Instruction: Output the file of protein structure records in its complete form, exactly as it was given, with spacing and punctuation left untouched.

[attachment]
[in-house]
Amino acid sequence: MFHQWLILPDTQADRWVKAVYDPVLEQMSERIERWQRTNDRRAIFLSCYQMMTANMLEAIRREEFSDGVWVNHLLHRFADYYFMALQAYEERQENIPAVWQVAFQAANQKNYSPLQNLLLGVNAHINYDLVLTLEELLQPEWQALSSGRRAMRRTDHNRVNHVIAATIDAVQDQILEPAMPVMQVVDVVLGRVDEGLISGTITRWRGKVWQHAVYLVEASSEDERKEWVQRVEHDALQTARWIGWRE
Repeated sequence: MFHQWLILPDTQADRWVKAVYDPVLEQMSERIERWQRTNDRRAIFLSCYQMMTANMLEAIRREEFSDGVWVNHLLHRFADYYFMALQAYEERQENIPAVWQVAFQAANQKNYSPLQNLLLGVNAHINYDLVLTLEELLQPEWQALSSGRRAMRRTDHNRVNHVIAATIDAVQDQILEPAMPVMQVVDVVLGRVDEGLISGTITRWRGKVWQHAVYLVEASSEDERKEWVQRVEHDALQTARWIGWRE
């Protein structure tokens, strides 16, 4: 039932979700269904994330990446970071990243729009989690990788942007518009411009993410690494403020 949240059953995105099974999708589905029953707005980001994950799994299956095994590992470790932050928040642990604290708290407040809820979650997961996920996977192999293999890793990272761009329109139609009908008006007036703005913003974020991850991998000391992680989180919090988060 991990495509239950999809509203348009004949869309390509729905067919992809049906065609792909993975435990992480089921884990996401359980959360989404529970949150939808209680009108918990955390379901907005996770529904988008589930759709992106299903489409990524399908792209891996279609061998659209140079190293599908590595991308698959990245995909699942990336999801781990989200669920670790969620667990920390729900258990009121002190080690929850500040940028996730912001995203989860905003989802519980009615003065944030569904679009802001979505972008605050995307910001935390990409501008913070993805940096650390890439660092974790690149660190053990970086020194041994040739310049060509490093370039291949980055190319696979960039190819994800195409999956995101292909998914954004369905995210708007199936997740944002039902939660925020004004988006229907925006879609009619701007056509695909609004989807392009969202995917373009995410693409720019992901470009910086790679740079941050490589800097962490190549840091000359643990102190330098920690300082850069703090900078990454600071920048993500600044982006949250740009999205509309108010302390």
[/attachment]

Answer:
[in-house]
Amino acid sequence: MFHQWLILPDTQADRWVKAVYDPVLEQMSERIERWQRTNDRRAIFLSCYQMMTANMLEAIRREEFSDGVWVNHLLHRFADYYFMALQAYEERQENIPAVWQVAFQAANQKNYSPLQNLLLGVNAHINYDLVLTLEELLQPEWQALSSGRRAMRRTDHNRVNHVIAATIDAVQDQILEPAMPVMQVVDVVLGRVDEGLISGTITRWRGKVWQHAVYLVEASSEDERKEWVQRVEHDALQTARWIGWRE
Repeated sequence: MFHQWLILPDTQADRWVKAVYDPVLEQMSERIERWQRTNDRRAIFLSCYQMMTANMLEAIRREEFSDGVWVNHLLHRFADYYFMALQAYEERQENIPAVWQVAFQAANQKNYSPLQNLLLGVNAHINYDLVLTLEELLQPEWQALSSGRRAMRRTDHNRVNHVIAATIDAVQDQILEPAMPVMQVVDVVLGRVDEGLISGTITRWRGKVWQHAVYLVEASSEDERKEWVQRVEHDALQTARWIGWRE
């Protein structure tokens, strides 16, 4: 039932979700269904994330990446970071990243729009989690990788942007518009411009993410690494403020 949240059953995105099974999708589905029953707005980001994950799994299956095994590992470790932050928040642990604290708290407040809820979650997961996920996977192999293999890793990272761009329109139609009908008006007036703005913003974020991850991998000391992680989180919090988060 991990495509239950999809509203348009004949869309390509729905067919992809049906065609792909993975435990992480089921884990996401359980959360989404529970949150939808209680009108918990955390379901907005996770529904988008589930759709992106299903489409990524399908792209891996279609061998659209140079190293599908590595991308698959990245995909699942990336999801781990989200669920670790969620667990920390729900258990009121002190080690929850500040940028996730912001995203989860905003989802519980009615003065944030569904679009802001979505972008605050995307910001935390990409501008913070993805940096650390890439660092974790690149660190053990970086020194041994040739310049060509490093370039291949980055190319696979960039190819994800195409999956995101292909998914954004369905995210708007199936997740944002039902939660925020004004988006229907925006879609009619701007056509695909609004989807392009969202995917373009995410693409720019992901470009910086790679740079941050490589800097962490190549840091000359643990102190330098920690300082850069703090900078990454600071920048993500600044982006949250740009999205509309108010302390």